\(\displaystyle \begin{align}\frac{d}{{dx}}\left( {\frac{1}{{16}}{{{\sin }}^{4}}\left( {4x} \right)} \right)&=\frac{1}{{16}}\cdot 4\sin {{\left( {4x} \right)}^{3}}\cdot \cos \left( {4x} \right)\cdot 4\\&=\cancel{{\frac{{16}}{{16}}}}\sin {{\left( {4x} \right)}^{3}}\cos \left( {4x} \right)=\cos \left( {4x} \right)\sin {{\left( {4x} \right)}^{3}}\end{align}\)       √

\(\displaystyle \int{{\frac{{x\,\,dx}}{{\sqrt{{3{{x}^{2}}+2}}}}}}\) \(\begin{align}\color{blue}{{u=3{{x}^{2}}+2}}\\du=6x\,dx\\\color{green}{{dx=\frac{{du}}{{6x}}}}\end{align}\)

\(\displaystyle \begin{align} \int{{\frac{{x\,\color{green}{dx}}}{{\sqrt{{\color{blue}{{3{{x}^{2}}+2}}}}}}}}&=\int{{{{{\left( {\color{blue}{{3{{x}^{2}}+2}}} \right)}}^{{-\frac{1}{2}}}}x\,\color{green}{{dx}}=}}\int{{{{{\color{blue}{u}}}^{{-\frac{1}{2}}}}}}\cancel{x}\color{green}{{\frac{{du}}{{6\cancel{x}}}}}=\frac{1}{6}\int{{{{{\color{blue}{u}}}^{{-\frac{1}{2}}}}\color{green}{du}}}\\&=\frac{{\left( {\frac{1}{6}} \right)}}{{\left( {\frac{1}{2}} \right)}}{{\color{blue}{u}}^{{\frac{1}{2}}}}+C=-\frac{1}{3}{{\color{blue}{u}}^{{\frac{1}{2}}}}+C\end{align}\)

\(\displaystyle \int{{\frac{{x\,\,dx}}{{\sqrt{{3{{x}^{2}}+2}}}}}}x\,dx=\frac{1}{3}{{\left( {3{{x}^{2}}+2} \right)}^{{\frac{1}{2}}}}+C=\frac{{\sqrt{{3{{x}^{2}}+2}}}}{3}\,+\,C\)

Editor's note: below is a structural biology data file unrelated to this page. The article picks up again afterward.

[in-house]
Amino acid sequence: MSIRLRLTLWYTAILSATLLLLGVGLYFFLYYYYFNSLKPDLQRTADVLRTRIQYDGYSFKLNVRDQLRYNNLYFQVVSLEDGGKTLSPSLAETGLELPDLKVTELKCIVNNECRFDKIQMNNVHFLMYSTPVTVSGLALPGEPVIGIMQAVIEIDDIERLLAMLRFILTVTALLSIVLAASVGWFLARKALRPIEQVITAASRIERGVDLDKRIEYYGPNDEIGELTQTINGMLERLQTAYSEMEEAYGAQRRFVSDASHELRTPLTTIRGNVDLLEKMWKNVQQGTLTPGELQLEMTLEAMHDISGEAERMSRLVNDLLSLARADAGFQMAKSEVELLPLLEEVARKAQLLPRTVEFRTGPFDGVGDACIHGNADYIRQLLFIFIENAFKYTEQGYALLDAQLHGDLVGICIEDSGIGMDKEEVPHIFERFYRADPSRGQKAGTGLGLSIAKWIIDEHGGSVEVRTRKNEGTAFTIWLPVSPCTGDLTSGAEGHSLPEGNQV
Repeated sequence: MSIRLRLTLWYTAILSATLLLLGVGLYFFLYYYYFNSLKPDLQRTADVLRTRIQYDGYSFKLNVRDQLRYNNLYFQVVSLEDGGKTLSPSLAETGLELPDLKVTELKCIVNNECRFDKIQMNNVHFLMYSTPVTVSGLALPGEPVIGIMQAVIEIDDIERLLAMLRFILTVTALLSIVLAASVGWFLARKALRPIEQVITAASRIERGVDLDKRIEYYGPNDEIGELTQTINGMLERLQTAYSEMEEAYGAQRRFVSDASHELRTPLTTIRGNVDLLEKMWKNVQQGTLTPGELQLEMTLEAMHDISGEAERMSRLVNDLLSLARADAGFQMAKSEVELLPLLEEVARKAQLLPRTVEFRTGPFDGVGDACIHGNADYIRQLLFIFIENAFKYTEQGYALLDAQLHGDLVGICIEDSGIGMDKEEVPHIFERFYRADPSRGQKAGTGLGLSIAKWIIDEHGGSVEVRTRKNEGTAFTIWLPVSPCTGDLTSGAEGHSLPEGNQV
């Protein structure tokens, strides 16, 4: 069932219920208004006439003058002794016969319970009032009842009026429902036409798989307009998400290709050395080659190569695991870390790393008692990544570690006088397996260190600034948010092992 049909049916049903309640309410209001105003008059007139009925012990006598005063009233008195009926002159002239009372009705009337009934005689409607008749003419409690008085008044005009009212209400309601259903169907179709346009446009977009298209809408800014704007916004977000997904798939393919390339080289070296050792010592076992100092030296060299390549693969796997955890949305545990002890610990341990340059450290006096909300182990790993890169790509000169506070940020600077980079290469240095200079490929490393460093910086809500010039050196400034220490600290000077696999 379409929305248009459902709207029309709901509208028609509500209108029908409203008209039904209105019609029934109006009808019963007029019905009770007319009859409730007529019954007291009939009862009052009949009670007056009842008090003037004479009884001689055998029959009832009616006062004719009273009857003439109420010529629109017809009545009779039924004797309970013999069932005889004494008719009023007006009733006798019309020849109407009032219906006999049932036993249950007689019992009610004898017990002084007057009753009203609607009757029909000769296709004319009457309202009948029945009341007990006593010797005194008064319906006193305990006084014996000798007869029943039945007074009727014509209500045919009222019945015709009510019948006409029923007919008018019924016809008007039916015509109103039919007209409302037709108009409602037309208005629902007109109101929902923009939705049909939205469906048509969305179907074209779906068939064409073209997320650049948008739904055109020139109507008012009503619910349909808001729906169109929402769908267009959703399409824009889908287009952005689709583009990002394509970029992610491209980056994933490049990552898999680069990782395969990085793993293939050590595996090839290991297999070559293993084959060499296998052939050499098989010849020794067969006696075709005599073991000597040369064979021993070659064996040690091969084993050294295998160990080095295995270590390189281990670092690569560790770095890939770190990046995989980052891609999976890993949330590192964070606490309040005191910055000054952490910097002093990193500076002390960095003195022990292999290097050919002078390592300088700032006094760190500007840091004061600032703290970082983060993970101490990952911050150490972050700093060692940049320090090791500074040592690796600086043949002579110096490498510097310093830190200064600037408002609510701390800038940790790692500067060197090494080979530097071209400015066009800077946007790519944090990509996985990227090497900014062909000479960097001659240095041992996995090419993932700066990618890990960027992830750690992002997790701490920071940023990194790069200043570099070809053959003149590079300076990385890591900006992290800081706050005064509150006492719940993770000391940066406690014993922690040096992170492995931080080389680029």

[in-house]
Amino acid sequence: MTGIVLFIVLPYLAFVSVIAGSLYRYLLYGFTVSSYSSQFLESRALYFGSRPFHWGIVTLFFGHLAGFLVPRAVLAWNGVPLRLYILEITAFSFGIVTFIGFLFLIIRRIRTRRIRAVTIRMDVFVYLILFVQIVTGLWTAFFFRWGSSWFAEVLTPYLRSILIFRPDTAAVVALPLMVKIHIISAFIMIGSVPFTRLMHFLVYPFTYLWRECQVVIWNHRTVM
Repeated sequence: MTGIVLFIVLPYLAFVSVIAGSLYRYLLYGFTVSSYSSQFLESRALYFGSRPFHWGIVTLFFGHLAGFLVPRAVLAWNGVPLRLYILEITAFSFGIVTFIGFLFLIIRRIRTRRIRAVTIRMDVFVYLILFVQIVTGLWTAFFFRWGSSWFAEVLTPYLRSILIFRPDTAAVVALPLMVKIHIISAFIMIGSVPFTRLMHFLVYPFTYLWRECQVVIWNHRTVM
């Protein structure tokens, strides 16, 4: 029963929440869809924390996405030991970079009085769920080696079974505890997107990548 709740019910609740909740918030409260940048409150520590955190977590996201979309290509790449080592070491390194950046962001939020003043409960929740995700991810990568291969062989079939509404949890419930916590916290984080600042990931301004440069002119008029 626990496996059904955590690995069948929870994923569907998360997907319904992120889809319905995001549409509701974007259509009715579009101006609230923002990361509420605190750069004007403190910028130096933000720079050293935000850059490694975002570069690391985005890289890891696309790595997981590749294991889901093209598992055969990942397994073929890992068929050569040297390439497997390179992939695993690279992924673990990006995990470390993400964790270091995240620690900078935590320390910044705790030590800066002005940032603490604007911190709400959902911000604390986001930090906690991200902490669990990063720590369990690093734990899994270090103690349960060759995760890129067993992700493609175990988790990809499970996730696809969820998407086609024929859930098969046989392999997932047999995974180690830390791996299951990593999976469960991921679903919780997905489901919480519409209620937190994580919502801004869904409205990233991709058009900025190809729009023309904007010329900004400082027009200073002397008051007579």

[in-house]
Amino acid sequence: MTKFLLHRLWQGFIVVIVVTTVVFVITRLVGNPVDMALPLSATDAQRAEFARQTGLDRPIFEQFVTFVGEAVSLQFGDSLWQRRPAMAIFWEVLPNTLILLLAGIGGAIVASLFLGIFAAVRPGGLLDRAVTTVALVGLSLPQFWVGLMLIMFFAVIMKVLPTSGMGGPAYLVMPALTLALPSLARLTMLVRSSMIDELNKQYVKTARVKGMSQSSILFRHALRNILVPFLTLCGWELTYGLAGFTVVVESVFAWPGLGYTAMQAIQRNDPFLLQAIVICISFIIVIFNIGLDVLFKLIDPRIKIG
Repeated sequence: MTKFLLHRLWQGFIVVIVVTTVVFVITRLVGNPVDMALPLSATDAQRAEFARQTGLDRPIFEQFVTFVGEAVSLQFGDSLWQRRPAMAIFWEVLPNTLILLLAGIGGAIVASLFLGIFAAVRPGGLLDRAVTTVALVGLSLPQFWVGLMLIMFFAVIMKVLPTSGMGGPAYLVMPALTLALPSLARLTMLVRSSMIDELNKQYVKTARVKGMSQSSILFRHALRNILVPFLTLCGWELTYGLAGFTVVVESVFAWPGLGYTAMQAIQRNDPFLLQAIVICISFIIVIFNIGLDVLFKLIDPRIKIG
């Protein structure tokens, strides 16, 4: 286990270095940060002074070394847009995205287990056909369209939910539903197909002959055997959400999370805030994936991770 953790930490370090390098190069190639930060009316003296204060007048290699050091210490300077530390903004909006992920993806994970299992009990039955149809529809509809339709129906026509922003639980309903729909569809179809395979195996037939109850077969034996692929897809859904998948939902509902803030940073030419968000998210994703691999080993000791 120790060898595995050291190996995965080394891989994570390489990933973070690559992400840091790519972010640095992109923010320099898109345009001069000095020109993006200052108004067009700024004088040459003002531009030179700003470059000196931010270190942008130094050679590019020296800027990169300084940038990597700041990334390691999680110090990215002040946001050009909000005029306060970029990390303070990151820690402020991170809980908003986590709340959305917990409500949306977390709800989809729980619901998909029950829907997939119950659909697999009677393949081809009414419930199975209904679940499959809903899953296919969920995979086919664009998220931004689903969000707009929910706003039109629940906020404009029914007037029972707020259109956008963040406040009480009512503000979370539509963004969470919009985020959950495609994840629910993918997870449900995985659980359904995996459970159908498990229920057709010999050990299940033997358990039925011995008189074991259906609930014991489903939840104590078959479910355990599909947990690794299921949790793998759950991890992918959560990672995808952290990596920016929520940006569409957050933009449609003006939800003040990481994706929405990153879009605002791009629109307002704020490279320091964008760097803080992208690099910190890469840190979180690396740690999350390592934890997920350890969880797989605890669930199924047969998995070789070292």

Differentiate back to verify:

\(\displaystyle \frac{{d\left( {\frac{{\sqrt{{3{{x}^{2}}+2}}}}{3}} \right)}}{{dx}}\,=\frac{{d\left( {\frac{1}{3}{{{\left( {3{{x}^{2}}+2} \right)}}^{{\frac{1}{2}}}}} \right)}}{{dx}}=\frac{1}{{\cancel{6}}}{{\left( {3{{x}^{2}}+2} \right)}^{{-\frac{1}{2}}}}\cdot \cancel{6}x=\frac{x}{{\sqrt{{3{{x}^{2}}+2}}}}\,\)      √

 

 

\(\boldsymbol {U}\)-Sub Integral

 

\(u=g\left( x \right)\) \(\displaystyle du={g}’\left( x \right)dx\) Substitute, Integrate, and Substitute Back!

\(\displaystyle \int{{{{{\left( {\color{blue}{{5{{x}^{2}}+3}}} \right)}}^{4}}}}\color{red}{{\left( {10x} \right)dx}}\)

\(u=5{{x}^{2}}+3\) \(\displaystyle du=\left( {10x} \right)dx\) \(\displaystyle \int{{{{{\color{blue}{{\left( {5{{x}^{2}}+3} \right)}}}}^{4}}}}\color{red}{{\left( {10x} \right)dx}}=\int{{{{{\color{blue}{u}}}^{4}}}}\,\color{red}{{du}}=\frac{1}{5}{{u}^{5}}+C=\frac{1}{5}{{\left( {5{{x}^{2}}+3} \right)}^{5}}+C\)